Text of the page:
Read More: John Travolta Had Scientology Head »
- Indiewire Staff
Paul Thomas Anderson has had a cagey relationship with the notion of The Master being “his Scientology movie.” He’s been clear that while it’s based on portions of L. Ron Hubbard’s life, its influences are wider than that, and its true focus is on soldiers after World War II. The film rarely delves into the outrageous space-alien lore of the actual religion, focusing instead on the psychological interplay of its main characters. A new video from Nerdwriter1 explores how that psychology is manipulated in one of the film’s most memorable scenes: the initial audit between Philip Seymour Hoffman’s Lancaster Dodd and Joaquin Phoenix’s Freddie Quell.
Dodd’s questions are drawn almost directly from the Church’s own Oxford Capacity Analysis, which bears no affiliation with the actual Oxford University. The scene grows more intense as Quell is forced to repeat his own name and »
- Clayton Purdom
Paul Thomas Anderson‘s “The Master” covers a lot of territory as it tracks the post-World War II dysfunction of a Naval veteran who briefly finds a purpose with the enigmatic cult leader Lancaster Dodd, but how it glances against Scientology can’t be ignored. From the parallels to the life of L. Ron Hubbard to certain practices within the belief system, the film puts clues to the controversial church throughout.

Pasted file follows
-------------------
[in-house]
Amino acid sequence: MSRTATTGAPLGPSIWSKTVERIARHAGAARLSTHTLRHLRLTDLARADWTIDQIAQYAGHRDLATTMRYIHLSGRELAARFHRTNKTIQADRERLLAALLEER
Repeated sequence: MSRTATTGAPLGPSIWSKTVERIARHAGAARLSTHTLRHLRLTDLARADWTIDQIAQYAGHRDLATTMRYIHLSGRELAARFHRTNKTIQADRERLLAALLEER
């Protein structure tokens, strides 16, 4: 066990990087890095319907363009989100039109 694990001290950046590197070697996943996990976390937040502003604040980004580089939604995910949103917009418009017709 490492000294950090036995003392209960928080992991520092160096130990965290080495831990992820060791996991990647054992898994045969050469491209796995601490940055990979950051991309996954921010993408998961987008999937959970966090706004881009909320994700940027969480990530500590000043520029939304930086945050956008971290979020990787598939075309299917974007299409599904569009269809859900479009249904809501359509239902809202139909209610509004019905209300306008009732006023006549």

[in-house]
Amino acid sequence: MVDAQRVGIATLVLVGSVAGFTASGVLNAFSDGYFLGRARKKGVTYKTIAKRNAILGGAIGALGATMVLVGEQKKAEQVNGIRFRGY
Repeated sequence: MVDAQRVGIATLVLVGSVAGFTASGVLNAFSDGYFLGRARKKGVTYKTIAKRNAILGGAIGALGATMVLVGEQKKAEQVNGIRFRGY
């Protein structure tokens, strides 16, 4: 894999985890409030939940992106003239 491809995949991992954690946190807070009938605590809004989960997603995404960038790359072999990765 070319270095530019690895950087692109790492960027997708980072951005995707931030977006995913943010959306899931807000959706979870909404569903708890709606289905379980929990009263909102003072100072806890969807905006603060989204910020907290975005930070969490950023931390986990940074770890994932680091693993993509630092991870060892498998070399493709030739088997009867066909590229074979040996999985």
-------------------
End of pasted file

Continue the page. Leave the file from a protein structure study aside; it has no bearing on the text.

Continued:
- Kevin Jagernauth
When Pulp Fiction hit theaters in the fall of 1994, it wasn't only an instant hit, but it kickstarted Samuel L. Jackson's career, while reviving John Travolta's fading career. Both actors earned Oscar nominations for their portrayals of assassins Vic Vega and Jules Winnfield. Today we have new details that reveal John Travolta may have not even taken on the role, had he listened to some advice from a high-ranking member of the Church of Scientology, which he has belonged to for over 40 years.